Argentina food in 4* superior and 5-star hotels typically includes breakfast. You can expect eggs and other hot dishes served; in all hotels, one can expect coffee, tea, juice, yogurt, pastries, toast, fruit, and cereal. Afternoon tea is common in Argentina, as many gather to drink mate with a pastry or toasted sandwich on the side. All meals in Argentina, start later in the day compared to the United States and Europe. Usually, lunch is served around 1 pm or later and dinner is served around 9 pm.
Buenos Aires is a city that takes dining seriously, and meals can easily last for hours. Argentina traditional food is renowned for steak, and there are several parrilla steak houses in the city, where you can find asado – barbecued beef, of excellent quality. Pair an asado with a glass of red wine for the ultimate dining delight.
Argentina traditional food will also include “chimichurri”, a green salsa made of parsley, organ, onion and chili pepper; “provoleta” or grilled cheese; and for starters, a traditional “empanada” the most common pastry, usually filled with red meat and onions. Also, the “choripan” is a popular Argentina food, or snack; the meat sandwich is often served with a barbecue or more specifically, before a football match.
Some great steak houses are Don Julio, La Cabrera, La Brigada, and Calden del Soho.
Popular food in Argentina is heavily influenced by Italian immigrants. Due to Italian immigration in the early 1900s, pasta and pizza have become very popular. There are many Italian restaurants, and most typical Argentine restaurants or old school “bodegones” or canteens serving no-frills dishes, base their food in Italian influenced recipes. Pizza has its own style in Argentina, and for a typical BA pizza, head to Corrientes Avenue and try the thick dough-super cheesy delicacy (Guerrin, Banchero and Palacio de la Pizza are good examples)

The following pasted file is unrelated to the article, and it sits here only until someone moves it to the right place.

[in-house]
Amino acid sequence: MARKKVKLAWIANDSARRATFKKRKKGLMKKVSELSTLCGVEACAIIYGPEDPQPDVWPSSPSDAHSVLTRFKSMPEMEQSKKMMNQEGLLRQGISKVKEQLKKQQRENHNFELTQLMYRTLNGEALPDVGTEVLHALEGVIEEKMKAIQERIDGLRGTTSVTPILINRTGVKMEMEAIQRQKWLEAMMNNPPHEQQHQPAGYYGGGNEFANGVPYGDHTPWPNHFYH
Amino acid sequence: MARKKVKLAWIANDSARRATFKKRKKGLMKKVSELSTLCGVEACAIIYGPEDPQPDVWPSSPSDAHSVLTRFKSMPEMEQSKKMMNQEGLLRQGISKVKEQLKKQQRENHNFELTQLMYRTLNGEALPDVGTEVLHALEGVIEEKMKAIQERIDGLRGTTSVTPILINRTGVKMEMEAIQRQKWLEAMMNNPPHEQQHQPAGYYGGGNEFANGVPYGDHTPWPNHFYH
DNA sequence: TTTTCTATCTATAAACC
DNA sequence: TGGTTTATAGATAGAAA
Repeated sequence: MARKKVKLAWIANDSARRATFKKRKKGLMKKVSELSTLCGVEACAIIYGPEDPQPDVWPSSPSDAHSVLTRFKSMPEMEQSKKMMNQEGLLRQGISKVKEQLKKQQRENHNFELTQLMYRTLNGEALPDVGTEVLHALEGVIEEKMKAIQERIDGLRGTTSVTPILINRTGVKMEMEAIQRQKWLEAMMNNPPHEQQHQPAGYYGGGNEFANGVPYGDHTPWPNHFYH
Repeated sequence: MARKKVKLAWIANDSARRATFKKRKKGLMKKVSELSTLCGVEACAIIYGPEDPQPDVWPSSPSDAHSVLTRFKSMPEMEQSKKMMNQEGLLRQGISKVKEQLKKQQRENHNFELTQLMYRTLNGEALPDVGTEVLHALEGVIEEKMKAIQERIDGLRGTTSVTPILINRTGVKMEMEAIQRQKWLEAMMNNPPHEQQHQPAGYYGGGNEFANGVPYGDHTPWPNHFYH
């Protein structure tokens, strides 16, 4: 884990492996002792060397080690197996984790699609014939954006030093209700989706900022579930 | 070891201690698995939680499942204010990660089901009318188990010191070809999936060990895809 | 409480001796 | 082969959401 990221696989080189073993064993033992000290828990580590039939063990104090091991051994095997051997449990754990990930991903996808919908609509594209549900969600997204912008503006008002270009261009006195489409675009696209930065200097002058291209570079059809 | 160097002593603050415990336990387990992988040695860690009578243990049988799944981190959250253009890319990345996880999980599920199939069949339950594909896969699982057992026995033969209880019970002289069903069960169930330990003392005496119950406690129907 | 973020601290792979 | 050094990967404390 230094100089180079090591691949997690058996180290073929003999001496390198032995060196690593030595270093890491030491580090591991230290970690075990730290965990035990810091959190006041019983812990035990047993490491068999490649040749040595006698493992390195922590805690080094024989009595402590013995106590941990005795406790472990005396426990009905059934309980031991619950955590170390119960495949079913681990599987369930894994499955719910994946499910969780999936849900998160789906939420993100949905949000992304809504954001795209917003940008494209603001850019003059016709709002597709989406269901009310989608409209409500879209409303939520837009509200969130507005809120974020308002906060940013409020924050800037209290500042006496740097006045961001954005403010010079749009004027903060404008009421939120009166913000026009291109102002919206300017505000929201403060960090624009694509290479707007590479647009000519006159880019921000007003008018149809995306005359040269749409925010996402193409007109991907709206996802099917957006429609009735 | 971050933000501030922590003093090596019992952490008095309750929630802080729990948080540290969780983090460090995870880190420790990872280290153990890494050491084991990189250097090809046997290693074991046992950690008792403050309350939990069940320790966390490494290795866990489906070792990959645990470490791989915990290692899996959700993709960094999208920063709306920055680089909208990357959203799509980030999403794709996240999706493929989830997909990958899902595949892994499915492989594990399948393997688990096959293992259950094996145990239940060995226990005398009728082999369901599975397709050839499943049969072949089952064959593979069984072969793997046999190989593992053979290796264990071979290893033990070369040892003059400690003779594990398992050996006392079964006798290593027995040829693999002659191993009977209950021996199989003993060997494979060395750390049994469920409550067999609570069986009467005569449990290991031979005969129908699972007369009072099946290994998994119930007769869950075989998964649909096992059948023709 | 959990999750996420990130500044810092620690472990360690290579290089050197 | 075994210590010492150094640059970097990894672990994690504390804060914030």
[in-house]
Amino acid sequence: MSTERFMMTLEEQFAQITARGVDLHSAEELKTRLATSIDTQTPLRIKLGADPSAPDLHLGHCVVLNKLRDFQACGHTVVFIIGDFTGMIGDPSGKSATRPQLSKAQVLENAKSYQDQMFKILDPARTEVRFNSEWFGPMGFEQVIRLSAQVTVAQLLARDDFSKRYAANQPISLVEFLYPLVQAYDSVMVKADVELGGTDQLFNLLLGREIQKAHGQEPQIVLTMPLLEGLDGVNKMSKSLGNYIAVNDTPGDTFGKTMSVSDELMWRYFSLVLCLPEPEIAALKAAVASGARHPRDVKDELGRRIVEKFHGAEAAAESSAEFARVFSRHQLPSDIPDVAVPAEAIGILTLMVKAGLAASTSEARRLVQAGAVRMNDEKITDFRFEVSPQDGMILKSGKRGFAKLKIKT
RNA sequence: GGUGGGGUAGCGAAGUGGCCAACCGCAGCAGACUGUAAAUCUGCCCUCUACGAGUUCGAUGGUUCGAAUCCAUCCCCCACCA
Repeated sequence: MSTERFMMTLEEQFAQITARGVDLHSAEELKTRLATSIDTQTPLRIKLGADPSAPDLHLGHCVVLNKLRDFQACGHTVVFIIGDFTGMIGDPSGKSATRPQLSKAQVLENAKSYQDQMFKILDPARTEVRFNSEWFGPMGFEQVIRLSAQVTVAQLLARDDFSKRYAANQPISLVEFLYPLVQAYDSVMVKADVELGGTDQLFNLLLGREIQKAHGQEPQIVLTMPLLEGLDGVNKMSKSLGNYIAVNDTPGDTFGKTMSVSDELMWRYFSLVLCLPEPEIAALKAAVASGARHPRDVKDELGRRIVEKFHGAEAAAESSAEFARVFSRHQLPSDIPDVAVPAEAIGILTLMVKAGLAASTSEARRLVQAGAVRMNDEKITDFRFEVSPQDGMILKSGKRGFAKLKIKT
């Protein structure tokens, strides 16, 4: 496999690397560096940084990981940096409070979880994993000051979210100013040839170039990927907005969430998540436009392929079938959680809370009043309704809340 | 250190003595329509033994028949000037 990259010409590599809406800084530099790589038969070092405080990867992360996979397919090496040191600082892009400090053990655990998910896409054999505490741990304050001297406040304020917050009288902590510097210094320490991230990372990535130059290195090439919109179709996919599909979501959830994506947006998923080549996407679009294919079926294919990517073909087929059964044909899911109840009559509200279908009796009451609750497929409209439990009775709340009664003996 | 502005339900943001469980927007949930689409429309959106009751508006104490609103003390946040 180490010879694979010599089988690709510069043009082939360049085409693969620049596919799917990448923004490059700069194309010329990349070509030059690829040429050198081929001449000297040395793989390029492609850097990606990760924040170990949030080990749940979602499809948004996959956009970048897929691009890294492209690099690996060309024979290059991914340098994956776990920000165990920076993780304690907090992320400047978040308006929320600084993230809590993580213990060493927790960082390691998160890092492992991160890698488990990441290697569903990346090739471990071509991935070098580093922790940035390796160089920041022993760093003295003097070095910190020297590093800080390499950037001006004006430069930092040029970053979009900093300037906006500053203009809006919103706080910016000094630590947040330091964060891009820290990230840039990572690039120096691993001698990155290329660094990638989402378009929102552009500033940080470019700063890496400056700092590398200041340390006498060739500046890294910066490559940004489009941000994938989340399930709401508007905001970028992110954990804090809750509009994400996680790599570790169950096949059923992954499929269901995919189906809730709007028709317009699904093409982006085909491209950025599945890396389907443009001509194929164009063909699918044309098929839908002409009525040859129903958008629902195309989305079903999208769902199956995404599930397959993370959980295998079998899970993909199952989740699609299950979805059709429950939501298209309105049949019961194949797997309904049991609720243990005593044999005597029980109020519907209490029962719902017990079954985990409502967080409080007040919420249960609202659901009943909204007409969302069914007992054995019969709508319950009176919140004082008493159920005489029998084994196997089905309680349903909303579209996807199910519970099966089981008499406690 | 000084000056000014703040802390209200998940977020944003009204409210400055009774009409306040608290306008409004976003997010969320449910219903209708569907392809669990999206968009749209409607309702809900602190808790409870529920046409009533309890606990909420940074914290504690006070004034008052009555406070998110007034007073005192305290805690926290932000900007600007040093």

Italians also contributed to the Argentine passion for ice cream, and you can try some of the world’s best gelato in the different shops that populate the country. Some great places to visit are Chungo, Freddo, Papa Nui and Luccianno’s.
You can’t leave Argentina, let alone a meal, without trying their national desserts. The national desserts consist of dulce de leche, a sweet confection of milk jelly, and the alfajores cookie. An alfajores is a cookie sandwich filled with dulce de leche. They can be found in Spain, Peru, Argentina, Uruguay, and Southern Brazil.
Over the last few years, Argentina food has experienced a gastronomy boom, so there are also great restaurants specializing in modern, groundbreaking cuisine, mixing Argentine and Latin American food, in a brand new way. Some good examples are I Latina, Tegui, Aramburu, Chila
More restaurants in Buenos Aires:
- La Cabrera: If you’re looking for steak, La Cabrera has top-quality steaks that are slow-cooked and bring out the flavor of Argentine grass-fed beef.
- Don Julio: Located in Palermo, this family-owned parrilla offers excellent food, great wines, and friendly staff that’ll make you come back for more.
- The Argentine Experience: If you are looking for a cultural experience where you can indulge in traditional Argentine cuisine, spend an evening cooking delicious dishes at the Argentine Experience.
- Hierba Buena: A healthy alternative to the steak houses in Buenos Aires with salads, fresh fruit smoothies, fish and vegetarian plates, and more.
- i Latina: This popular restaurant is a Buenos Aires’ best closed-door restaurant that serves the flavors of Latin America in a unique and sophisticated way.